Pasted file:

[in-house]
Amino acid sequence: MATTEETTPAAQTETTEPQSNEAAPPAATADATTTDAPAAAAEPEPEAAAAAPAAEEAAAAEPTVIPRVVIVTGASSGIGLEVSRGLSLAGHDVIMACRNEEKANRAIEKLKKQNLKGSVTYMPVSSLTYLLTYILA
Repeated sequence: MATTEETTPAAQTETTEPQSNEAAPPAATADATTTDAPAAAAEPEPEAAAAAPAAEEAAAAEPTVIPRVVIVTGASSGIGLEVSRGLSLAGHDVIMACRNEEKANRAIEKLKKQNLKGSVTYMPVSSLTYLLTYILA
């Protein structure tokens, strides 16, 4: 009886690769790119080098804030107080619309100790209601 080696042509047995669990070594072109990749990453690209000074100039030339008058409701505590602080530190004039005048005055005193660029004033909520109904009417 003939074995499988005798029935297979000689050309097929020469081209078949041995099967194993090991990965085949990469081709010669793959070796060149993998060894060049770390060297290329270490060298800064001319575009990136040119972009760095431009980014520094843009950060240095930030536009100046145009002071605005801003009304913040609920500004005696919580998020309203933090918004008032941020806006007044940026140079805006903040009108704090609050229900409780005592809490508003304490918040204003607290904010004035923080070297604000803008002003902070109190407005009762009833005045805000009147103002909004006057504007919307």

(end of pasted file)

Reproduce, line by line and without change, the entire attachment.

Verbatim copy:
[in-house]
Amino acid sequence: MATTEETTPAAQTETTEPQSNEAAPPAATADATTTDAPAAAAEPEPEAAAAAPAAEEAAAAEPTVIPRVVIVTGASSGIGLEVSRGLSLAGHDVIMACRNEEKANRAIEKLKKQNLKGSVTYMPVSSLTYLLTYILA
Repeated sequence: MATTEETTPAAQTETTEPQSNEAAPPAATADATTTDAPAAAAEPEPEAAAAAPAAEEAAAAEPTVIPRVVIVTGASSGIGLEVSRGLSLAGHDVIMACRNEEKANRAIEKLKKQNLKGSVTYMPVSSLTYLLTYILA
């Protein structure tokens, strides 16, 4: 009886690769790119080098804030107080619309100790209601 080696042509047995669990070594072109990749990453690209000074100039030339008058409701505590602080530190004039005048005055005193660029004033909520109904009417 003939074995499988005798029935297979000689050309097929020469081209078949041995099967194993090991990965085949990469081709010669793959070796060149993998060894060049770390060297290329270490060298800064001319575009990136040119972009760095431009980014520094843009950060240095930030536009100046145009002071605005801003009304913040609920500004005696919580998020309203933090918004008032941020806006007044940026140079805006903040009108704090609050229900409780005592809490508003304490918040204003607290904010004035923080070297604000803008002003902070109190407005009762009833005045805000009147103002909004006057504007919307």